The best new things for drop-shotting now are the special rigs that keep the line from twisting and make it easier to get tangles out of the line when you catch a fish. The Gamakatsu Swivel Shot with octopus hook is one of these.
Sight fishing isn’t just a spring fling
The dog days of summer from mid-August to mid-October are tough to fish because it’s hard to find a consistent pattern. Grass and other heavy shoreline cover can be good, but some older lakes don’t have any. Ledge fishing can be hit or miss because a lot of bass will roam all over the place trying to keep up with schools of shad. But a third pattern, and one of my favorites, is to ease down a bank fishing for wolfpack bass when they’re in the shallows hunting for bedding bream.
Offshore bass are on the move, but not in any rush
Don’t overestimate how far fish go when they move from where they were yesterday to where they are today. And don’t be surprised if tomorrow they might be back where they started from.
Ledges aren’t the only places to find big summer bass
Summer and ledge fishing go together, but you can get burned on an offshore bite where the fish are averaging about 3 pounds when you need them to be averaging 4 pounds or so to do any good in a tournament setting.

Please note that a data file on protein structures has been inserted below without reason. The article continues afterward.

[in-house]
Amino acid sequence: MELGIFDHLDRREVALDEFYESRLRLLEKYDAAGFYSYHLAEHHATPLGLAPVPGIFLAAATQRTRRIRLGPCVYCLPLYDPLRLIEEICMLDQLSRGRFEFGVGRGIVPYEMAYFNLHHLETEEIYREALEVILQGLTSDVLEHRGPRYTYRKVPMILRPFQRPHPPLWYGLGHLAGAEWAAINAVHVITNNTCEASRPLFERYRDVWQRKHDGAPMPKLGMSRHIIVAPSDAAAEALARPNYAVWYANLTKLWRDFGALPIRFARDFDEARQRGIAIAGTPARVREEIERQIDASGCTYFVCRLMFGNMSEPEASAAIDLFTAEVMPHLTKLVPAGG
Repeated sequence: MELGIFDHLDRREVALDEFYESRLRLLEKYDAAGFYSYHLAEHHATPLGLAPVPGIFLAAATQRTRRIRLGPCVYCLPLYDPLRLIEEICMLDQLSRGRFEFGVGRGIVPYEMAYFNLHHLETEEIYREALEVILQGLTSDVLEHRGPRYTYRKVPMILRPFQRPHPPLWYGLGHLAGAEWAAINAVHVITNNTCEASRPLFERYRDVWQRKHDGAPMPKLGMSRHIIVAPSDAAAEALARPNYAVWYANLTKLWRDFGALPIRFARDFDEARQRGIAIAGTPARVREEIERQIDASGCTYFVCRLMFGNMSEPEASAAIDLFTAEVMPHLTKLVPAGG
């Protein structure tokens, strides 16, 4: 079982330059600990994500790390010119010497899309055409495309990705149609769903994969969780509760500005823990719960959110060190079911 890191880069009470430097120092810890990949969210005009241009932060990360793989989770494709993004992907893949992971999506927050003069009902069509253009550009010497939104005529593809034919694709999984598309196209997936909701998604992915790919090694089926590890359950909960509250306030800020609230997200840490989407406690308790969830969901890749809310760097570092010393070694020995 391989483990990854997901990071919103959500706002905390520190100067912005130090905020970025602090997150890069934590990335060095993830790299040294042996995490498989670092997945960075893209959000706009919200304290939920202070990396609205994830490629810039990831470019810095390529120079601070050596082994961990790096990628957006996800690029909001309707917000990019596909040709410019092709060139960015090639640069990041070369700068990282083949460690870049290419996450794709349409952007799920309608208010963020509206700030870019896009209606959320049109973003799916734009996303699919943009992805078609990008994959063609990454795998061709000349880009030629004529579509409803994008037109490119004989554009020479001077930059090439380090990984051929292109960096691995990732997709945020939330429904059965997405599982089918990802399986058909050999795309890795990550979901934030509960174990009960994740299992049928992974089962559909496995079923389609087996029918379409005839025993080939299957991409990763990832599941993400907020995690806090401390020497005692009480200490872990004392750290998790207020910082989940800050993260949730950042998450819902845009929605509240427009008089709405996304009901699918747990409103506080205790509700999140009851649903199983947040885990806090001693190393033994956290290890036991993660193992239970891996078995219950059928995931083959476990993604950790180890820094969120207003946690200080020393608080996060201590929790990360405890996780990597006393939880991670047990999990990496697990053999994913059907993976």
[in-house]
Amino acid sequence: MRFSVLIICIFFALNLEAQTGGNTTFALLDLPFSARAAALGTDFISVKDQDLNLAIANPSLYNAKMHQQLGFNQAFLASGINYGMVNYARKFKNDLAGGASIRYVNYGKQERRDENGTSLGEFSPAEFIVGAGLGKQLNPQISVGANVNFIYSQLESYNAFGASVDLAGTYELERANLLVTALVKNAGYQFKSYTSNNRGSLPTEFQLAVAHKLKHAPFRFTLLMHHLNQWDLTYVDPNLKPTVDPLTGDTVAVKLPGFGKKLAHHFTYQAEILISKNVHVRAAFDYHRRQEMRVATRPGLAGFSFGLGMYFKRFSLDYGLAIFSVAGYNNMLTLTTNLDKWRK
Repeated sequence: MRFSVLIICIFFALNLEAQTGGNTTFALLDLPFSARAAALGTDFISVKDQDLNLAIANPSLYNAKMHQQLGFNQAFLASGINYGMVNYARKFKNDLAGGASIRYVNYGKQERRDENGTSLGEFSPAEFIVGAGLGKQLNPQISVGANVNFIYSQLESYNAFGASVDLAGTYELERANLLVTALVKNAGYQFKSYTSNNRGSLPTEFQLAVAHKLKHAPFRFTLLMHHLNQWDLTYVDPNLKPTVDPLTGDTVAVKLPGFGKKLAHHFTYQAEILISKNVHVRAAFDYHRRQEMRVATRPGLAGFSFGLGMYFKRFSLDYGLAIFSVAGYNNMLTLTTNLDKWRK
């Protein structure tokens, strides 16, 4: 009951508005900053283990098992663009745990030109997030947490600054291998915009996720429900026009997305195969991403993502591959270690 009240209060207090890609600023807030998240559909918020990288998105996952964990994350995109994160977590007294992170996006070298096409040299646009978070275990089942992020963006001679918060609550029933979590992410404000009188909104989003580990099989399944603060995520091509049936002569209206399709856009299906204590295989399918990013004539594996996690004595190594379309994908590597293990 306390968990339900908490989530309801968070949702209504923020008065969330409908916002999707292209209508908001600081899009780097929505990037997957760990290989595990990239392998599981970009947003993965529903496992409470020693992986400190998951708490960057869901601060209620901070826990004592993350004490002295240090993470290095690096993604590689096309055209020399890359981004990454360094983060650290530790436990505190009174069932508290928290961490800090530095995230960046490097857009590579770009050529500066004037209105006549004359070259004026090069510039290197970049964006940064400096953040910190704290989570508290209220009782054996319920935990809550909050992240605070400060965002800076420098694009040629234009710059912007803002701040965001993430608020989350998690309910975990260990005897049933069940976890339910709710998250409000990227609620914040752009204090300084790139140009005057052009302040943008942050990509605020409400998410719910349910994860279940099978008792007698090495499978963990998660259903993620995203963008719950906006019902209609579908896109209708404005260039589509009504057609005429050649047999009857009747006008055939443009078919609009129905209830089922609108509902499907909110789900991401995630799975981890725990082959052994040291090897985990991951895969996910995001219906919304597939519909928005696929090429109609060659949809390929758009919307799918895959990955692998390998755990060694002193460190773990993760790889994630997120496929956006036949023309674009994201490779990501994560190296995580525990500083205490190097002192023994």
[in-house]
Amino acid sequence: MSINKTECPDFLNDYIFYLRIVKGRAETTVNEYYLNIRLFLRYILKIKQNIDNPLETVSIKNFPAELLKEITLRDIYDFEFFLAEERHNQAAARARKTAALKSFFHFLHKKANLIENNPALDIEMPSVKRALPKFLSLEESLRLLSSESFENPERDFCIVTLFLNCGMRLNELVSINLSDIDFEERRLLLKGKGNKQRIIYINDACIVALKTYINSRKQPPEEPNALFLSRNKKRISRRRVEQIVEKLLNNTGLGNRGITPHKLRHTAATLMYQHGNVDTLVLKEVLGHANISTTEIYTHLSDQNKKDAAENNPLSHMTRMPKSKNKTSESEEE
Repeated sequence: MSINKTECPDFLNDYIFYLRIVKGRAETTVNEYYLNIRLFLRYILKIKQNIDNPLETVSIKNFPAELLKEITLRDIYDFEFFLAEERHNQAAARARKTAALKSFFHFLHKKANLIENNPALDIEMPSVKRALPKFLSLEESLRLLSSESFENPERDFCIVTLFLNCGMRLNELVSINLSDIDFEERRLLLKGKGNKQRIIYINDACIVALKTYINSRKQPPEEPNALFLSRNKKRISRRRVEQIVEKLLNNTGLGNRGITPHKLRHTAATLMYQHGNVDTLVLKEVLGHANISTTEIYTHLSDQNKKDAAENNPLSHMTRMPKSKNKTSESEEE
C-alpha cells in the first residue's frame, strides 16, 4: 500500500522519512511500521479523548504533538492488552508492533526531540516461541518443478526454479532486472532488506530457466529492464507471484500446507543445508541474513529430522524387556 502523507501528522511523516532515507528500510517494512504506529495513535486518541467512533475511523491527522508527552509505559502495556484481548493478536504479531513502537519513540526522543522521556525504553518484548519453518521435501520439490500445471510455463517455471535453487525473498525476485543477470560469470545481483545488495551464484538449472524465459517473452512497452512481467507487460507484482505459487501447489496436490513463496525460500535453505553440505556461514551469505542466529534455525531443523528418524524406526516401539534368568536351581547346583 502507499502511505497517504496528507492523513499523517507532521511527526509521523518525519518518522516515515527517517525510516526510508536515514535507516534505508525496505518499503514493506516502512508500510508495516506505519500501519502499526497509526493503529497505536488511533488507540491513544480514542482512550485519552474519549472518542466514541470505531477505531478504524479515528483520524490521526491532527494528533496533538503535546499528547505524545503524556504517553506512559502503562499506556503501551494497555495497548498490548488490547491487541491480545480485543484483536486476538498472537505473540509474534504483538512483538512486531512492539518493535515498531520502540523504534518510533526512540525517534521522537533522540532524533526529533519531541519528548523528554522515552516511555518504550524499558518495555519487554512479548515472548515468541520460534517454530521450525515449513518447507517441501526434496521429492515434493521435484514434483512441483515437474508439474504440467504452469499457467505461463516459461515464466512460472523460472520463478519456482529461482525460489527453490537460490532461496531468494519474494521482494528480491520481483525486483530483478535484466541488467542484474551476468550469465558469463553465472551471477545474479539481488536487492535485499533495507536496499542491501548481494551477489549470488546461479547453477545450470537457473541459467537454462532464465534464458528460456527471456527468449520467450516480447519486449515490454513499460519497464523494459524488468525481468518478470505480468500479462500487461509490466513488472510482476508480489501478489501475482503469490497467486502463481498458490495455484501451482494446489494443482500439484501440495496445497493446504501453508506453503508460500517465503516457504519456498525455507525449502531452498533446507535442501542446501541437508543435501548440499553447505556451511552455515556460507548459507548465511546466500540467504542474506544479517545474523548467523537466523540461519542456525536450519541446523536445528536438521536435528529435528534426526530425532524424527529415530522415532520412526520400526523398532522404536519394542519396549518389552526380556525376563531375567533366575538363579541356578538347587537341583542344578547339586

A one-two punch for grass bass
When fishing heavy grass in midsummer, it’s a good idea to keep both a frog and punching rig handy on your deck. If you have a bass blow up on a frog in a mat of milfoil or other grass, but it fails to connect, a lot of times a punching rig will catch it. My favorite punching rig is a 1- or 1½-ounce Reins tungsten weight with a 4/0 Cobra straight-shank flipping hook and either a Gambler Ugly Otter or a BB Cricket.
Lighten up on line size for more bites
There was a time when just about all fishermen used heavy line to fish worms or soft plastics because they believed they had to really rear back to set a hook or get a fish out of heavy cover fast. In some instances that’s still the case, but considering today’s fishing line and the sharpness of modern hooks, most of us don’t need to be fishing heavy line.
How to keep deep divers from rooting bottom
In the summer, there’s nothing that bass love to eat better than gizzard shad, which is probably why larger-profile crankbaits work so well on ledges during that time of year. The problem with most of the big crankbaits is that they’re deep divers, which means they dig too much when you’re fishing a ledge or hump in, say, 10 feet of water.
When the pressure is on
It’s not uncommon for several fishermen to find a bunch of fish in practice and then wind up beating them up during a tournament. After a couple of days, the fish that aren’t already caught are feeling the pressure and not as eager to bite. If you’re fairly confident there are still a few fish to be caught, go after them.